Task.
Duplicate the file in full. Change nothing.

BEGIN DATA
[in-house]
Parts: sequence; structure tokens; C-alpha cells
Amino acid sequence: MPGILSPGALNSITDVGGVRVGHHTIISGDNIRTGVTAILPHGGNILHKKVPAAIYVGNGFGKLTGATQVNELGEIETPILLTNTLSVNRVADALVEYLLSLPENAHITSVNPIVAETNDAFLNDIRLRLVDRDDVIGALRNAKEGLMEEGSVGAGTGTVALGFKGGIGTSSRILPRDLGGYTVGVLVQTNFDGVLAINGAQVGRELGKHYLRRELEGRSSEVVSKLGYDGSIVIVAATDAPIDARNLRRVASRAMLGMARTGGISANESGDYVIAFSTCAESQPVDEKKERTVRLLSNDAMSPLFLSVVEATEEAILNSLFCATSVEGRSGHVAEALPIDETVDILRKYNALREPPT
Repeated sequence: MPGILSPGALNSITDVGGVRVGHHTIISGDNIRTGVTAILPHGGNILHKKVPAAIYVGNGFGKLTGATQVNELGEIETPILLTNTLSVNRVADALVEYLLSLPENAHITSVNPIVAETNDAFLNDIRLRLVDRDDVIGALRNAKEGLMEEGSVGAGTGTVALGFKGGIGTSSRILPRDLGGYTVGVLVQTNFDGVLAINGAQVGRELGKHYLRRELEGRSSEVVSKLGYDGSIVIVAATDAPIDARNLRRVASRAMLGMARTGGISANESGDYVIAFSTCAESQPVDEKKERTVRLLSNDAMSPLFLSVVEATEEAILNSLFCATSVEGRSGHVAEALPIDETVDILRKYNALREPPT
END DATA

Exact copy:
[in-house]
Parts: sequence; structure tokens; C-alpha cells
Amino acid sequence: MPGILSPGALNSITDVGGVRVGHHTIISGDNIRTGVTAILPHGGNILHKKVPAAIYVGNGFGKLTGATQVNELGEIETPILLTNTLSVNRVADALVEYLLSLPENAHITSVNPIVAETNDAFLNDIRLRLVDRDDVIGALRNAKEGLMEEGSVGAGTGTVALGFKGGIGTSSRILPRDLGGYTVGVLVQTNFDGVLAINGAQVGRELGKHYLRRELEGRSSEVVSKLGYDGSIVIVAATDAPIDARNLRRVASRAMLGMARTGGISANESGDYVIAFSTCAESQPVDEKKERTVRLLSNDAMSPLFLSVVEATEEAILNSLFCATSVEGRSGHVAEALPIDETVDILRKYNALREPPT
Repeated sequence: MPGILSPGALNSITDVGGVRVGHHTIISGDNIRTGVTAILPHGGNILHKKVPAAIYVGNGFGKLTGATQVNELGEIETPILLTNTLSVNRVADALVEYLLSLPENAHITSVNPIVAETNDAFLNDIRLRLVDRDDVIGALRNAKEGLMEEGSVGAGTGTVALGFKGGIGTSSRILPRDLGGYTVGVLVQTNFDGVLAINGAQVGRELGKHYLRRELEGRSSEVVSKLGYDGSIVIVAATDAPIDARNLRRVASRAMLGMARTGGISANESGDYVIAFSTCAESQPVDEKKERTVRLLSNDAMSPLFLSVVEATEEAILNSLFCATSVEGRSGHVAEALPIDETVDILRKYNALREPPT